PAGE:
Monthly Archives: February 2016

Cort Frank Gambale Signature Model


Australian jazz guitarist Frank Gambale has teamed up with Cort Guitars to produce the world’s first artist signature model acoustic guitar featuring Australian blackwood.

Unveiled at the Winter NAMM Show in January 2016 the Frank Gambale Signature Model is a concert body shaped acoustic guitar. This model features a solid Adirondack spruce top, a flamed blackwood back and sides, a mahogany neck, an ebony fingerboard featuring a custom inlay, an ebony bridge, gold tuners, and a 43mm nut. Each Frank Gambale Signature Model is equipped with LR Baggs EAS-VTC EQ onboard electronics.

Developed in conjunction with legendary guitarist Frank Gambale, this is a true signature model in that the artist had a great deal of input on each detail of the guitar. Ideal for high-speed soloing, this innovative acoustic-electric guitar also features custom wooden rosette and custom fingerboard inlay designed by Frank Gambale himself. This is a truly unique acoustic guitar as envisioned by a true guitar legend.

Frank Gambale has spent nearly four decades playing, writing, recording, performing, and teaching. His sweep-picking technique revolutionized guitar playing and continues to inspire generations of musicians in all genres.

Here’s a video review:

The Cort distributor in Australia has advised “it will be a little while before we can get our hands on it here in Australia”. I’ll keep readers informed.

Cort Guitars has been steadily increasing its use of Australian blackwood on a range of models including acoustic guitars and basses, and ukuleles. This signature model guitar throws Australian blackwood well and truly onto centre stage.

Two significant forest industry reports that went nowhere


Both of these reports were published in 2005.

Both of these reports have (had??) significant potential impact upon the future of the Tasmanian blackwood industry.

Both of these reports contain important information and recommendations about reforms to the forest industry.

From what I have seen nothing from either of these reports has ever been implemented!!!

Ten years after these reports were published both are still available on Government websites as if they form the basis of current Government policy, but from what I can see neither of them are currently active.

The information and recommendations in these two reports has not been taken up and included in any forest industry policy documents (eg. FIAT), political party policies, nor in any farm lobby group policies (eg. the TFGA). Why not??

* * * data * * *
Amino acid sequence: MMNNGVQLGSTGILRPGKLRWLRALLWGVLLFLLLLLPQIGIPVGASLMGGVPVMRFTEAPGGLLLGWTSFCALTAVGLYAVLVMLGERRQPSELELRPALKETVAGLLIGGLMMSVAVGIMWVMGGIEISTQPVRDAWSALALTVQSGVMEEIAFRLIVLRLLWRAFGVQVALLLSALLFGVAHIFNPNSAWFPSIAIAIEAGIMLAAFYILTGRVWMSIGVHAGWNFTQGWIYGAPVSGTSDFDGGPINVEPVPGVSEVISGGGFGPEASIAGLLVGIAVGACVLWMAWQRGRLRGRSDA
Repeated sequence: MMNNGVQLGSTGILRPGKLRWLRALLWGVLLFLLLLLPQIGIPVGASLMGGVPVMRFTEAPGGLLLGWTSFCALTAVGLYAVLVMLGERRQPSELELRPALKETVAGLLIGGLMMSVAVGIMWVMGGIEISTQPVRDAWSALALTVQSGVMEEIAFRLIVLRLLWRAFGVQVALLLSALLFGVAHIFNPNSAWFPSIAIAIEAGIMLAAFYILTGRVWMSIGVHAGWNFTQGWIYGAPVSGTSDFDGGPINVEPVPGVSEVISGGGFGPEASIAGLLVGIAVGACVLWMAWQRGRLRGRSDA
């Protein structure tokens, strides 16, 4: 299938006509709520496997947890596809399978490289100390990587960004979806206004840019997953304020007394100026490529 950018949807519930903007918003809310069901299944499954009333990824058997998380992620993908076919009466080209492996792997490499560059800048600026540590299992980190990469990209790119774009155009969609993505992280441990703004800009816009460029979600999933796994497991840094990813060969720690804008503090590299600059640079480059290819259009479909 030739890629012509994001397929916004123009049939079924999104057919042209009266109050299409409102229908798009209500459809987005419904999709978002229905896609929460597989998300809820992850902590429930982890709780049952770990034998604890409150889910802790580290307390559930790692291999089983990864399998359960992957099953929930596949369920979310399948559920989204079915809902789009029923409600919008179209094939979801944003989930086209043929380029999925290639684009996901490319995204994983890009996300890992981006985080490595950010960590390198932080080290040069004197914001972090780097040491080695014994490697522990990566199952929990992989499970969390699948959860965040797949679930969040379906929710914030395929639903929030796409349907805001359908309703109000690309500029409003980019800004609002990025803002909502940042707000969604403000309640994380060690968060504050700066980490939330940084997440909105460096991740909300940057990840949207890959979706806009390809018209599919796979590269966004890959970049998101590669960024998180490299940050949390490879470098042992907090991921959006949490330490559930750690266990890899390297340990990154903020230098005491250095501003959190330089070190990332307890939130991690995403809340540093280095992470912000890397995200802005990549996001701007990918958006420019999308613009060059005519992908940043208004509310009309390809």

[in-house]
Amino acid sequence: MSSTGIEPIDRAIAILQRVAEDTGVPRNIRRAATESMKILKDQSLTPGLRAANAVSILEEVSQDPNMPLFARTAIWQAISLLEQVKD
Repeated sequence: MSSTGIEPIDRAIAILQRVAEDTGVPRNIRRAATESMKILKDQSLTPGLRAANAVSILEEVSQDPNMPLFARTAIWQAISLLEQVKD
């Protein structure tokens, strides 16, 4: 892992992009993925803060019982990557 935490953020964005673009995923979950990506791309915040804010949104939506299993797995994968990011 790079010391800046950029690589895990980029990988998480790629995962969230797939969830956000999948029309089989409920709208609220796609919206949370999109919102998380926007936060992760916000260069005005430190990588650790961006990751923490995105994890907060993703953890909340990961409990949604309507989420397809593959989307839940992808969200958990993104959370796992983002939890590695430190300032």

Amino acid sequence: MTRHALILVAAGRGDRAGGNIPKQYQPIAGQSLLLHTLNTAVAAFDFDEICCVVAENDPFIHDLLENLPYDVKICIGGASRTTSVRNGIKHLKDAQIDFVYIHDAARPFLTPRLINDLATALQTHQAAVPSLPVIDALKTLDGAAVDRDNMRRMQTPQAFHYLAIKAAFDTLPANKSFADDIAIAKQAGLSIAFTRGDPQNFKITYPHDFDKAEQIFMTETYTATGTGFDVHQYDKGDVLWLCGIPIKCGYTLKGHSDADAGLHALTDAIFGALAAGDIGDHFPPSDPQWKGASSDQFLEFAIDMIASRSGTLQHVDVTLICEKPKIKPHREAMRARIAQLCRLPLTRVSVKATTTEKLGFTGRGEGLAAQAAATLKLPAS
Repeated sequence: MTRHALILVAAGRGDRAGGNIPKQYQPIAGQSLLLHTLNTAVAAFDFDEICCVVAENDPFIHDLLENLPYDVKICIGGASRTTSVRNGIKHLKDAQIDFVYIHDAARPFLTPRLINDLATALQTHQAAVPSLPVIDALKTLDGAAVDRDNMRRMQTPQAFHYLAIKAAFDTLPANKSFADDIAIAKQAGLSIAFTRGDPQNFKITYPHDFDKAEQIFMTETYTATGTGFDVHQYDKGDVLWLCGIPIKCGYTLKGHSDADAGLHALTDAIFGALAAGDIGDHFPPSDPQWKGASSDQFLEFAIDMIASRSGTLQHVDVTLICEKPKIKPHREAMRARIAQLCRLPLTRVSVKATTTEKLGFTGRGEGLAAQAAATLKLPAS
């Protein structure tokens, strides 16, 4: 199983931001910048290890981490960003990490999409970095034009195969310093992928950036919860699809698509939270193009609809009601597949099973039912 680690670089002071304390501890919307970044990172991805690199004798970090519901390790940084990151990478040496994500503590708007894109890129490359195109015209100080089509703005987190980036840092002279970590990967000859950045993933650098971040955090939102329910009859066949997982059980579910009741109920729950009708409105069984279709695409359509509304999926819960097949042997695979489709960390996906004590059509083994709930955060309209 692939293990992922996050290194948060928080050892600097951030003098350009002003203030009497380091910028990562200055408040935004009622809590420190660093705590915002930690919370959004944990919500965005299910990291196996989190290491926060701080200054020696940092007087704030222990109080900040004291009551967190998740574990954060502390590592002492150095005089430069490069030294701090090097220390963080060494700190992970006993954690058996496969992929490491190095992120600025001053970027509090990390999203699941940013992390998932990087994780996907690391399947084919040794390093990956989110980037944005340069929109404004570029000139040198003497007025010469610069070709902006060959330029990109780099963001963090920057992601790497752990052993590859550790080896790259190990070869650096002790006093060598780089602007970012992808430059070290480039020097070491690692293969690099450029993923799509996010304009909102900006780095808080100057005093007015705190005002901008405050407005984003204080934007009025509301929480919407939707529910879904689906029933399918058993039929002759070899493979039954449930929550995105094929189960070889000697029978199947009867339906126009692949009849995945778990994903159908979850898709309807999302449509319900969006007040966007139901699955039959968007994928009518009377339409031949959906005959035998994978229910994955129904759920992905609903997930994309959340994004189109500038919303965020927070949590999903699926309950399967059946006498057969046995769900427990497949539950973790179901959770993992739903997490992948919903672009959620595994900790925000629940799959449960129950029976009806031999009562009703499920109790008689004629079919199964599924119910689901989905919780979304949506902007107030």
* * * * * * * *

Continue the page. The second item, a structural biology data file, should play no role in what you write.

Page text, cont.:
Tasmanian Government forest policy does not include any of the recommendations from these reports.

If only half of the recommendations from these two reports had been implemented the forest industry would be in a much better position today, and investment in the future of the blackwood industry would be a whole lot easier.

Here are the links to these two reports:

(the link to the pdf report is at the bottom of the page)

Personally I think the future of long rotation plantations is looking more uncertain except in markets where high value appearance-grade timber is needed. Construction-grade timber is increasingly made from engineered wood products rather than solid wood; engineered from short-rotation plantation-grown wood.

But the market for long rotation appearance-grade timber is relatively small, especially if we are just talking about the domestic Australian market. The international market for quality appearance-grade timber is significant but is still dominated by the illegal trade in rainforest timbers.

The opportunity for supplying profitable, quality, farm-grown plantation grown Tasmanian blackwood into the export market is significant.

And this is where the Farm Forestry National (In)Action Statement (NAS) becomes important.

To achieve the vision, the Australian, State and Territory governments and the forest and wood products industry need to progress 16 actions, grouped under four action imperatives:

  1. Develop appropriate, integrated and consistent Australian, State, Territory and local government policies for farm forestry;
  2. Coordinate actions and build relationships to support farm forestry;
  3. Recognise and, where possible, quantify farm forestry’s economic, environmental and social benefits and costs;
  4. Promote the development of markets for farm forestry products and services.

The 16 actions are broken down into 33 measurable outcomes, listing deadlines and who is responsible for implementing the outcomes.

None of it has been implemented!!

The Federal and all State Governments and the forest industry all signed up to do this.

So much for commitment!

So much for leadership!

Perhaps the Tasmanian Government and the Tasmanian forest industry should revisit the NAS and recommit to implementing its recommendations.